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“With the ‘death’ of each sin, we drink the water of life:” A Reflection for the Third Sunday of Lent

March 17, 2017

“With the ‘death’ of each sin, we drink the water of life:”
A Reflection for the Third Sunday of Lent
by Eric Melanson

March 19, 2017: Exodus 17:3-7; Psalm 95; Romans 5:1-2, 5-8; John 4:5-42

"Everyone who drinks this water will be thirsty again; but whoever drinks the water I shall give will never thirst; the water I shall give will become in him a spring of water welling up to eternal life.” (John 4:13-14)

Much like the Samaritan woman we are often seeking to quench our “thirst,” and find that true satisfaction comes when we least expect it.  The more and more I reflected on this week’s scripture the more I was drawn to the examples in which Jesus broke down perceived barriers during His conversation with this woman, yet again showing us how to live through his example.

First, the fact that He would even talk to the Samaritan woman, considering that at the time the Jews and Samaritans stayed clear of each other, was a shock. This shocked the woman herself and then His disciples upon their return. Jesus did not let the fact that this woman was a Samaritan stop him from reaching out to her and offering her to drink the water of eternal life. Proving yet again that we are all one body in Christ.

Second, given how women with her marital history were perceived at the time, many would think that she would not be worthy of being in Jesus’s presence let alone being chosen as a messenger of God’s word.  This part of the story allows her to acknowledge the sins of her past and fills her with the Spirit as she realizes that Jesus is the Messiah they are waiting for. This is a reminder to all Christians that no matter what sins we may have committed, that God’s love for us is never-ending.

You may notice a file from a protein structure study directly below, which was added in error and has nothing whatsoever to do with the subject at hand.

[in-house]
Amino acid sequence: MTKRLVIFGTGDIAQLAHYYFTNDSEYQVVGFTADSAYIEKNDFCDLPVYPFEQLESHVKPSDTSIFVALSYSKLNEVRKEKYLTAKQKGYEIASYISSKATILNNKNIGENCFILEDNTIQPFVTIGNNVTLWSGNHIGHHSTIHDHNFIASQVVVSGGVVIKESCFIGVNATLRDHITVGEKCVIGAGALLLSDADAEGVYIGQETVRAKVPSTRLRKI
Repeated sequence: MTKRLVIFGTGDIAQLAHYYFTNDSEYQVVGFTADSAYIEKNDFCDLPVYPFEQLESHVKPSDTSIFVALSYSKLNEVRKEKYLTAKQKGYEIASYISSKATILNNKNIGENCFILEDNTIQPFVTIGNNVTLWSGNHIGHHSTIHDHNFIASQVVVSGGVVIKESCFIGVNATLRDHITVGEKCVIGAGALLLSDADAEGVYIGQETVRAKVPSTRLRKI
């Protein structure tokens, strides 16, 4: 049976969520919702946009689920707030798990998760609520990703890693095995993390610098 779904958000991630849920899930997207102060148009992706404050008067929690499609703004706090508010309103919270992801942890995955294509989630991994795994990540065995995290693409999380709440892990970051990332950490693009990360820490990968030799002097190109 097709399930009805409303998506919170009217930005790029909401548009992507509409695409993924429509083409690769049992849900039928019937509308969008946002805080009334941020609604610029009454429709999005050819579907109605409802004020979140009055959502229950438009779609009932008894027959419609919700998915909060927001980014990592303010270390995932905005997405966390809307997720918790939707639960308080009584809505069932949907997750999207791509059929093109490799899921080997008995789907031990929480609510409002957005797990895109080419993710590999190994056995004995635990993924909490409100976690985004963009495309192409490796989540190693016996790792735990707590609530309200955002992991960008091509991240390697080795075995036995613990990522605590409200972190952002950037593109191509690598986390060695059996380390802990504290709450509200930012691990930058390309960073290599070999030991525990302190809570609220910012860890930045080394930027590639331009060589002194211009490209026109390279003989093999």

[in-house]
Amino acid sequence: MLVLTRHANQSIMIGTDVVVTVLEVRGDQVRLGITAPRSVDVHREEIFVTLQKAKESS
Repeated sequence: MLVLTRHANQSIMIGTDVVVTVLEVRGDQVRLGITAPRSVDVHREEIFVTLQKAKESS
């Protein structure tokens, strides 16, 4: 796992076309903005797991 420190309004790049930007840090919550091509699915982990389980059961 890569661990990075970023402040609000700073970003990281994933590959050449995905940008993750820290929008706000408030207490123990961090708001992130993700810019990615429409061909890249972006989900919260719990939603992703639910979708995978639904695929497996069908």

Both examples I mentioned led me to evaluate the path my Lenten journey is on this year.

Yes, I fasted on Ash Wednesday and will do so again on Good Friday and all Fridays in-between. However, this year, instead of making a “sacrifice” for 40 days, I have decided to work on my discipline and be more helpful around the house. Sadly, this is more of a challenge for me than it would have been to give up potato chips, soda, or watching “This is Us.” (All things that I would instantly return to after Lent.)

To me fasting isn’t merely a test of what thing, that I barely consume as it is, can do without for a full 40 days. Fasting is an act of self-control and an opportunity to repent and evaluate our relationship with God.

In deciding to be more helpful around the house, I have acknowledged that this is a weakness in my life and an area I can improve in. I often get too consumed with work and my personal agenda to spare 30 minutes to help my wife maintain our home.  By showing the self-control it takes to put aside the time to help her will not only help our relationship, but through our love for each other our relationship with God.

Jesus gave the ultimate sacrifice when He died for our sins so that we may live. This Lent I challenge you to find that one aspect in your life that needs to “die” so that you can live a more Christ-like life. For with the “death” of each sin, we drink the water that Jesus provides us and prepare ourselves for our encounter with God in eternal life.


Eric Melanson participated in Catholics on Call in August 2009. He is currently the Website Coordinator and Technology Support at Holy Family Passionist Retreat Center in West Hartford, CT. In addition to his office duties, Eric provides support to Holy Family’s youth ministry program.


Image: thirst by Emily Elisabeth Photography found on flickr under a creative commons license

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